Balearic Islands

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Related to The Balearics: Balearen, Islas Baleares, Illes Balears

Balearic Islands

(bălēăr`ĭk), Span. Baleares (bälāä`rās), archipelago, off Spain, in the W Mediterranean, forming Baleares prov. (1990 pop. 767,918) of Spain; also an autonomous community since 1983. Palma is the capital. The chief islands are Majorca, Minorca, and Ibiza. Noted for their scenery and their mild climate, the Balearics are a major tourist destination. After tourism, agriculture and fishing are the chief economic activities; fruit, wine, olive oil, majolica ware, and silver filigree are exported. Both Catalan and Castilian Spanish are spoken. Inhabited since prehistoric times—there are numerous Cyclopean remains—the islands were occupied by Iberians, Phoenicians, Greeks, Carthaginians, Romans, and Byzantines. The Moors, who first came in the 8th cent., established (11th cent.) an independent kingdom, which became the seat of powerful pirates, harassing Mediterranean coastal cities and trade. James I of Aragón conquered (1229–35) the islands. They were included (1276–1343) in the independent kingdom of Majorca and reverted to the Aragonese crown under Peter IV. At the outbreak of the Spanish civil war (1936), Majorca and Ibiza were seized by Insurgent forces—Majorca becoming a base of the Italian fleet—while Minorca remained in the hands of the Loyalists until 1939.
References in periodicals archive ?
The smallest island of the Balearics has retained much of its boho-chic style that evolved during the 1960s when it was the go-to retreat for artists and musicians like Joni Mitchell.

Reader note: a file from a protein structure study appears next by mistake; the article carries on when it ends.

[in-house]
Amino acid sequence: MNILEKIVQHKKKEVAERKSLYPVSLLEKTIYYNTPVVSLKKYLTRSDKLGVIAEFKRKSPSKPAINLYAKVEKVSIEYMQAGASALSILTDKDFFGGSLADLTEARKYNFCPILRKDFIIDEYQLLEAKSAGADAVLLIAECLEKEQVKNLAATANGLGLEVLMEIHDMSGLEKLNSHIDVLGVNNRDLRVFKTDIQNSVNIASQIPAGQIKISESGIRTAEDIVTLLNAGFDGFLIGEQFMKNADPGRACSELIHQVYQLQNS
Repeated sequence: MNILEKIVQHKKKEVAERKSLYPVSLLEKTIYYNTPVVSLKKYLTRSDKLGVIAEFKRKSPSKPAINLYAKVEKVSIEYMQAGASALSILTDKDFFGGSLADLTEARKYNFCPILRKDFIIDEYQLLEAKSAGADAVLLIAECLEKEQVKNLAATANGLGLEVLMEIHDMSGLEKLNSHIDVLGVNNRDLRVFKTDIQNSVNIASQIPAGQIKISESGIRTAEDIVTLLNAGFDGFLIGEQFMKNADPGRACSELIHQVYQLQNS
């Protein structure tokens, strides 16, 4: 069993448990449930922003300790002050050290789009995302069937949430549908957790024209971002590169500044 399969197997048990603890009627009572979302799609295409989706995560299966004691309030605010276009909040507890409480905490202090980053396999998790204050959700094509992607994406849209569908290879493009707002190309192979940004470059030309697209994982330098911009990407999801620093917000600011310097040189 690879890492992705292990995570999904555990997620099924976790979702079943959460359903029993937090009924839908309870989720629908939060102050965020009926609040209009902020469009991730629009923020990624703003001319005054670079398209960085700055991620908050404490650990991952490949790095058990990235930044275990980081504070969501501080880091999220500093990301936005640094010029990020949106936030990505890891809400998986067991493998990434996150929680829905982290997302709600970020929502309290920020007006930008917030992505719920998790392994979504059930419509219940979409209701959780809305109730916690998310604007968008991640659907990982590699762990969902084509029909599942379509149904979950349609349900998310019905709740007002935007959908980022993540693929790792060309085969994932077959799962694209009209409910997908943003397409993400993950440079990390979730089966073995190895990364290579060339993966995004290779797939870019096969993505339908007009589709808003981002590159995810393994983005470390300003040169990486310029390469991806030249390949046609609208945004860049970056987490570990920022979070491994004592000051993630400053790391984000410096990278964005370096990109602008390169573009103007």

Boasting more than 300 days of sunshine and miles of coastline and secluded coves, millions of visitors are lured to the Balearic Islands year after year.
The second largest of the Balearic Islands, it boasts more beaches that the rest of the Balearics put together.
As the central government is also considering the potential of drilling for oil and gas offshore the Mediterranean archipelago, the Canary President has also raised his concerns over the preferential treatment he says the Balearic Islands are getting over the Canaries.
Here we put the spotlight on Majorca and Menorca: MAJORCA Package tourism on the largest of the Balearics began in 1952 and Brits have been flocking there ever since.
BRITS are heading away from mainland Spain and making a beeline for the Balearics in their quest for a holiday home.
A spokeswoman for the Balearic Institute of Tourism said a deal was signed last night in Palma between the unions.
But, as long as the system has broken down, it is the Balearic islands' tourists, including 15,000 Scots, who are suffering.
The policy of openness adopted by Morocco and the reforms initiated by the government make the country a great destination for foreign investors, including the Balearics, added Mr.
He said: "More than 100,000 Brits will be in the Balearics this weekend and that could mean very congested airport terminals due to delayed flights.
Around 3.5million Britons are expected to holiday in the Balearics this year - but the islands, particularly Majorca, are at near saturation point with visitors.
Around two million Britons go to the Balearics every summer but brochure prices for next year are already reflecting the increases, with a holiday for a family of four going up from pounds 700 to pounds 820.